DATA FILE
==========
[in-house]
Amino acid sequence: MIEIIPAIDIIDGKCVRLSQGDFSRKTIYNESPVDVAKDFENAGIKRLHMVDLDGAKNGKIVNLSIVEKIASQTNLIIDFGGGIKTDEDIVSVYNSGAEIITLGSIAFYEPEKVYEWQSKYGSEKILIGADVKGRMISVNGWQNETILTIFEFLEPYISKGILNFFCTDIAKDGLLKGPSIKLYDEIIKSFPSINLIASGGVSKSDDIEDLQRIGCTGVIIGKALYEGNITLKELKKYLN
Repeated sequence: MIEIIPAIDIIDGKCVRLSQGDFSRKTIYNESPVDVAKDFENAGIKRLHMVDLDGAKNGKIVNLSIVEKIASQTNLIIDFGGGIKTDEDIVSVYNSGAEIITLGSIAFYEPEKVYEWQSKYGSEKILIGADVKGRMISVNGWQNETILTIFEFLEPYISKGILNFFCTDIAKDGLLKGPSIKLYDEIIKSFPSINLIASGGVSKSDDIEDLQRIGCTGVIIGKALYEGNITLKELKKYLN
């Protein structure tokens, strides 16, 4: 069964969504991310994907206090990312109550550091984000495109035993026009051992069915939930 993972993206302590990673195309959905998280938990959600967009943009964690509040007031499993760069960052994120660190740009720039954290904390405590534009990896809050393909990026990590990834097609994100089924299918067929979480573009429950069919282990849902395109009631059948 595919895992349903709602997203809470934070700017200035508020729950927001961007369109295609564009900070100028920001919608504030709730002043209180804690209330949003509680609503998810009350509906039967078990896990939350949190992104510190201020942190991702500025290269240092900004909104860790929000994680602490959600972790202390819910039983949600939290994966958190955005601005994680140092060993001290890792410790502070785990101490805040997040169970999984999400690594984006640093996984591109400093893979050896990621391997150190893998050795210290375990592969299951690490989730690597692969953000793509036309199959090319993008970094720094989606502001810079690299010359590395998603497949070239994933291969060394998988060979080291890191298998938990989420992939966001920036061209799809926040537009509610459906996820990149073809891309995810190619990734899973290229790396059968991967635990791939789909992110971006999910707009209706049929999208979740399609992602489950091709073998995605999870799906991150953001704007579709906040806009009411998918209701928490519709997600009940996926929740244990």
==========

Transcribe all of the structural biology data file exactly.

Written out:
[in-house]
Amino acid sequence: MIEIIPAIDIIDGKCVRLSQGDFSRKTIYNESPVDVAKDFENAGIKRLHMVDLDGAKNGKIVNLSIVEKIASQTNLIIDFGGGIKTDEDIVSVYNSGAEIITLGSIAFYEPEKVYEWQSKYGSEKILIGADVKGRMISVNGWQNETILTIFEFLEPYISKGILNFFCTDIAKDGLLKGPSIKLYDEIIKSFPSINLIASGGVSKSDDIEDLQRIGCTGVIIGKALYEGNITLKELKKYLN
Repeated sequence: MIEIIPAIDIIDGKCVRLSQGDFSRKTIYNESPVDVAKDFENAGIKRLHMVDLDGAKNGKIVNLSIVEKIASQTNLIIDFGGGIKTDEDIVSVYNSGAEIITLGSIAFYEPEKVYEWQSKYGSEKILIGADVKGRMISVNGWQNETILTIFEFLEPYISKGILNFFCTDIAKDGLLKGPSIKLYDEIIKSFPSINLIASGGVSKSDDIEDLQRIGCTGVIIGKALYEGNITLKELKKYLN
């Protein structure tokens, strides 16, 4: 069964969504991310994907206090990312109550550091984000495109035993026009051992069915939930 993972993206302590990673195309959905998280938990959600967009943009964690509040007031499993760069960052994120660190740009720039954290904390405590534009990896809050393909990026990590990834097609994100089924299918067929979480573009429950069919282990849902395109009631059948 595919895992349903709602997203809470934070700017200035508020729950927001961007369109295609564009900070100028920001919608504030709730002043209180804690209330949003509680609503998810009350509906039967078990896990939350949190992104510190201020942190991702500025290269240092900004909104860790929000994680602490959600972790202390819910039983949600939290994966958190955005601005994680140092060993001290890792410790502070785990101490805040997040169970999984999400690594984006640093996984591109400093893979050896990621391997150190893998050795210290375990592969299951690490989730690597692969953000793509036309199959090319993008970094720094989606502001810079690299010359590395998603497949070239994933291969060394998988060979080291890191298998938990989420992939966001920036061209799809926040537009509610459906996820990149073809891309995810190619990734899973290229790396059968991967635990791939789909992110971006999910707009209706049929999208979740399609992602489950091709073998995605999870799906991150953001704007579709906040806009009411998918209701928490519709997600009940996926929740244990």